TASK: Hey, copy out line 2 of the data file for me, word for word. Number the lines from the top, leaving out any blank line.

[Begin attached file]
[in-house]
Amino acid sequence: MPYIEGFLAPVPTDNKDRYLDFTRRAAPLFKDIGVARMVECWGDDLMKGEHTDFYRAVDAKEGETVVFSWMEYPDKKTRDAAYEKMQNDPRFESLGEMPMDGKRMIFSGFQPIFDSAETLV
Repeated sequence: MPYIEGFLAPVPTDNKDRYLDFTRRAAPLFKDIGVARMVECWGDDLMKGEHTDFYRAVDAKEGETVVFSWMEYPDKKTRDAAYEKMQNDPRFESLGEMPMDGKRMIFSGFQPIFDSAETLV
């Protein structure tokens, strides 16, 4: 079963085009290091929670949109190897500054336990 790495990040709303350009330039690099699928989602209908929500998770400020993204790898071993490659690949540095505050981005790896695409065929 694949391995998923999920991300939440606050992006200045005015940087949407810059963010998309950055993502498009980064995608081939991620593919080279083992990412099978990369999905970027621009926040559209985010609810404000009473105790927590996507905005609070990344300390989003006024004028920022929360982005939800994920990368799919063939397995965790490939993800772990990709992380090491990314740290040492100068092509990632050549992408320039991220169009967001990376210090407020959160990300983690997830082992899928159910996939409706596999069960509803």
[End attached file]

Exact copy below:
Amino acid sequence: MPYIEGFLAPVPTDNKDRYLDFTRRAAPLFKDIGVARMVECWGDDLMKGEHTDFYRAVDAKEGETVVFSWMEYPDKKTRDAAYEKMQNDPRFESLGEMPMDGKRMIFSGFQPIFDSAETLV